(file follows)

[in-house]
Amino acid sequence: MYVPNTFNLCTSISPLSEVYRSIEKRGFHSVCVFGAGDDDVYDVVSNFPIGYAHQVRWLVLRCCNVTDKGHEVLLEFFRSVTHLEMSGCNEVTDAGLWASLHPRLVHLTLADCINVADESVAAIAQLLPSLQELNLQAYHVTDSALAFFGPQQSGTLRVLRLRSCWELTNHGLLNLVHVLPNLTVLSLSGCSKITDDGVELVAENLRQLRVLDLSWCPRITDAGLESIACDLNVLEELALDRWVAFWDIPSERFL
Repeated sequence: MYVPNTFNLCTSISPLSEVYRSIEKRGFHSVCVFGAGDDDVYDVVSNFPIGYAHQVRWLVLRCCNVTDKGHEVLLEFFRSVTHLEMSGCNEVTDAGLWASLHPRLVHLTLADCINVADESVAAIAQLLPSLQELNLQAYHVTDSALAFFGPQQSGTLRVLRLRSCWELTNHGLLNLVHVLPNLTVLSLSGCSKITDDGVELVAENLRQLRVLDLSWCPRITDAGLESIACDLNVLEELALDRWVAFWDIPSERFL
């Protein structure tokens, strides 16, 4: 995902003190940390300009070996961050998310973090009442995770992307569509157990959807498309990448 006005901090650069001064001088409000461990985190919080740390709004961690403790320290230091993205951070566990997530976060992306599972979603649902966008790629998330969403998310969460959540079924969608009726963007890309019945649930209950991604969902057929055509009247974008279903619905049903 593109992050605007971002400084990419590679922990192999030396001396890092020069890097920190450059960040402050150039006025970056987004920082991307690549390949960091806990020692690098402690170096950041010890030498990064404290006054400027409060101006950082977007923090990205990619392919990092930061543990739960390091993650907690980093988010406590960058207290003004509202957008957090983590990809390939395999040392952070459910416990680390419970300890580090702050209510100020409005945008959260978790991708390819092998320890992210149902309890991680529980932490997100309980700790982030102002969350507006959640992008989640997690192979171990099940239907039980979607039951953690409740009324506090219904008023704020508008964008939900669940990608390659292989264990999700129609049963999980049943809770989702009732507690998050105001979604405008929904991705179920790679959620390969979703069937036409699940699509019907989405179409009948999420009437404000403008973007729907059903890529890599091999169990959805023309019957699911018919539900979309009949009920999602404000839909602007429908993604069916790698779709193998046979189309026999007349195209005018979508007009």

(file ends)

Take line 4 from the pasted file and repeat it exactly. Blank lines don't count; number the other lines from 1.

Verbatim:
């Protein structure tokens, strides 16, 4: 995902003190940390300009070996961050998310973090009442995770992307569509157990959807498309990448 006005901090650069001064001088409000461990985190919080740390709004961690403790320290230091993205951070566990997530976060992306599972979603649902966008790629998330969403998310969460959540079924969608009726963007890309019945649930209950991604969902057929055509009247974008279903619905049903 593109992050605007971002400084990419590679922990192999030396001396890092020069890097920190450059960040402050150039006025970056987004920082991307690549390949960091806990020692690098402690170096950041010890030498990064404290006054400027409060101006950082977007923090990205990619392919990092930061543990739960390091993650907690980093988010406590960058207290003004509202957008957090983590990809390939395999040392952070459910416990680390419970300890580090702050209510100020409005945008959260978790991708390819092998320890992210149902309890991680529980932490997100309980700790982030102002969350507006959640992008989640997690192979171990099940239907039980979607039951953690409740009324506090219904008023704020508008964008939900669940990608390659292989264990999700129609049963999980049943809770989702009732507690998050105001979604405008929904991705179920790679959620390969979703069937036409699940699509019907989405179409009948999420009437404000403008973007729907059903890529890599091999169990959805023309019957699911018919539900979309009949009920999602404000839909602007429908993604069916790698779709193998046979189309026999007349195209005018979508007009």